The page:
‘For 27 years, I dreamt of you. I craved you… I’ve missed you!’
IT was both my gateway to Stephen King and also one of my favourite novels growing up. Despite being ridiculously long, it is a book I have returned to again and again and Andy Muschietti’s film adaptation was a joyous, demented thrill ride that captured the essence of the first part of the book beautifully. The follow up was always going to be more difficult. Partly because the second part isn’t quite as compelling in the book either, and partly because the original ending takes place in the realm of the metaphysical which makes it pretty impossible to translate to film. Sadly, Chapter 2 is riddled with issues and not just those related to the problem of how to shoot an unfilmable book.
First off, the casting, so perfect in the first movie, is only partly successful here. Bill Hader is great as Richie ‘Trashmouth’ Tozier and Jessica Chastain brings an elegance to Bev Marsh that grounds the sillier moments of the movie. James McAvoy just about pulls off the statesmanlike influence of stuttering Bill Denborough but Isaiah Mustafa and Jay Ryan deliver a pair of forgettable and uninspired performances as Mike Hanlon and Ben Hanscom respectively. Rounding off the Losers Club is James Ransone as Eddie Kasbrack and his easy chemistry with Hader’s Richie Tozier provides the film’s best moments of comic relief.
Secondly, the ending – so controversial and strange in the book – is rushed and anti-climatic here. The idea that the beast is only frightening if we decide it is is as old and overused as time and as with many aspects of this movie, it appears to have been stolen wholesale from the Nightmare on Elm Street franchise. Something that is kind of acknowledged with the visual cue to Nightmare on Elm Street 5 at the movie’s conclusion. While I love the Freddy films, their cartoonish style doesn’t really lend itself to one of the most terrifying stories of our life time, and Chapter 2 leans too heavily into cheap haunted house scares and dodgy CGI. And this leads us to the biggest problem with Muschietti’s sequel…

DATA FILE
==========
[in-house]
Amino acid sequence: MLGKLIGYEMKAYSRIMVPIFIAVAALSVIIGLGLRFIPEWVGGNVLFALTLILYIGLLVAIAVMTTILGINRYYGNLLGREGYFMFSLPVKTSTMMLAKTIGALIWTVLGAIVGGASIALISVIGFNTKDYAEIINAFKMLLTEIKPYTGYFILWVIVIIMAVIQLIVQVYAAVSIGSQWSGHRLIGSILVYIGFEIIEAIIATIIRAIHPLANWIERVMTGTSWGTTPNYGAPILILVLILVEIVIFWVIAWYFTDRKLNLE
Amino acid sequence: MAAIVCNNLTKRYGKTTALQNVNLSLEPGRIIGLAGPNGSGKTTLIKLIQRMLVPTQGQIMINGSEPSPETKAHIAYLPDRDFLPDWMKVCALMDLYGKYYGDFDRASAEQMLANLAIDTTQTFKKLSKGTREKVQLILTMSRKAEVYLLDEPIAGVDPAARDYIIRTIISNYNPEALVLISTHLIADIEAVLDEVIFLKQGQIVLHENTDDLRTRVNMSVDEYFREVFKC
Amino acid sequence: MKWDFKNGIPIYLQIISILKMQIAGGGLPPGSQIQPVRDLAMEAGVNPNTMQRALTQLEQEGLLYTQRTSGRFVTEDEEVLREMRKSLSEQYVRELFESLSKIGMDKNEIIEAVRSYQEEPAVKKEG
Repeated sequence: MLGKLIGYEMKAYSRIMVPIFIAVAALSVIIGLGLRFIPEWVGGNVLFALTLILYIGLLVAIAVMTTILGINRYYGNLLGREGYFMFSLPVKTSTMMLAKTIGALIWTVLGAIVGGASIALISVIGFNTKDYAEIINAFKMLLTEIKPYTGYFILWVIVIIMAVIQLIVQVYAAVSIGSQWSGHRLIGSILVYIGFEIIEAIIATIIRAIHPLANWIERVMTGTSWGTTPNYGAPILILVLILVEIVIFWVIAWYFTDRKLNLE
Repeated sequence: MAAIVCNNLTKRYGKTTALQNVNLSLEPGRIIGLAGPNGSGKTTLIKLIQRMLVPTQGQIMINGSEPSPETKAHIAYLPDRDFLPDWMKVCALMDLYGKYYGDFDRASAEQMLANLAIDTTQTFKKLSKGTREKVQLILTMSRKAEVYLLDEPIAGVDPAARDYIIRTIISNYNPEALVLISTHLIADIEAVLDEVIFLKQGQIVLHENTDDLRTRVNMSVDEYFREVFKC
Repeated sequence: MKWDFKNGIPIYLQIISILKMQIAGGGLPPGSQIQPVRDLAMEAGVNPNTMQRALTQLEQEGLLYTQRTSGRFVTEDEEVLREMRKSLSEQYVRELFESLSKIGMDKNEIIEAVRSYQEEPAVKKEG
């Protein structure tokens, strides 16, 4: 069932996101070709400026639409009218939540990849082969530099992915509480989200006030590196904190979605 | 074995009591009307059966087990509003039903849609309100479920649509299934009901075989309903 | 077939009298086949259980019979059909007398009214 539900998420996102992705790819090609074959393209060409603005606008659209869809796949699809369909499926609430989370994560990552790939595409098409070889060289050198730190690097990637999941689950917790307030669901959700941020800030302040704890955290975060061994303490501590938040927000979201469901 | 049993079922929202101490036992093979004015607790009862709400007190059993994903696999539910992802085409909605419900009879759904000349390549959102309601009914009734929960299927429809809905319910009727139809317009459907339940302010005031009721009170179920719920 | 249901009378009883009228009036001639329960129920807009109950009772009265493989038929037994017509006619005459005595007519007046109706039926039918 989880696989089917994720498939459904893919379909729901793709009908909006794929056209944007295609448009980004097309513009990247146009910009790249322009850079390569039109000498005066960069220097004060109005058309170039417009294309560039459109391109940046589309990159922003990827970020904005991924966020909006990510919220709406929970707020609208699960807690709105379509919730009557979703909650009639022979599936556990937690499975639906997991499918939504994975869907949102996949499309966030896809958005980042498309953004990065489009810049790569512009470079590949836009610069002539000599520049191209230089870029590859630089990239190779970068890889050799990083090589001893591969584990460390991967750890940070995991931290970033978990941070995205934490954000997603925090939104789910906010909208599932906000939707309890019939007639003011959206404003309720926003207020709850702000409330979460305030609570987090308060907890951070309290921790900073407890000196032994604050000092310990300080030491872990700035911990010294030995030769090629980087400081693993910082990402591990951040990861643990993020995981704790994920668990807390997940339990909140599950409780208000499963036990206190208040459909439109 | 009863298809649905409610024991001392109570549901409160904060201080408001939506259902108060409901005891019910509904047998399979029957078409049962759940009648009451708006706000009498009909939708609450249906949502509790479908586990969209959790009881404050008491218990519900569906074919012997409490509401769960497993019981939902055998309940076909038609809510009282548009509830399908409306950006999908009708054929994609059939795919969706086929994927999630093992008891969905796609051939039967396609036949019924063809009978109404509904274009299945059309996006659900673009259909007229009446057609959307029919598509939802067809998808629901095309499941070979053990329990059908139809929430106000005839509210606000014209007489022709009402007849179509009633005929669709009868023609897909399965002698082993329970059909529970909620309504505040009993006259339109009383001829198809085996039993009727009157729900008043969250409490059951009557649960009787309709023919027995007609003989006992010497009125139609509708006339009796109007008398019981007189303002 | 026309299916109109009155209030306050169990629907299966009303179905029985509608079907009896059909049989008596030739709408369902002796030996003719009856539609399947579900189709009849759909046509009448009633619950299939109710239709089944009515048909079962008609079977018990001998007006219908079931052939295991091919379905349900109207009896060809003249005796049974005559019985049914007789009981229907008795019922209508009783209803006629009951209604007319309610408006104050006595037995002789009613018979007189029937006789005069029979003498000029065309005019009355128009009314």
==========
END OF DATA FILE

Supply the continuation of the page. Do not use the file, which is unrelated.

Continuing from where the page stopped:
…It just isn’t scary. We are past the point now where horror films only exist to provide nightmare fuel, they are more than that, but Pennywise the clown is one of the most ghoulish and iconic horror villains ever. Bill Skarsgård is once again phenomenal but we just don’t see enough of him or his character. There were more laughs than gasps in the cinema that I was in, and while the two needn’t be mutually exclusive, that is still a sorry state of affairs for such a nightmarish character.
Ultimately, IT: Chapter 2 is a decent effort at condensing a huge story into one film but the fact that it falls short is indisputable.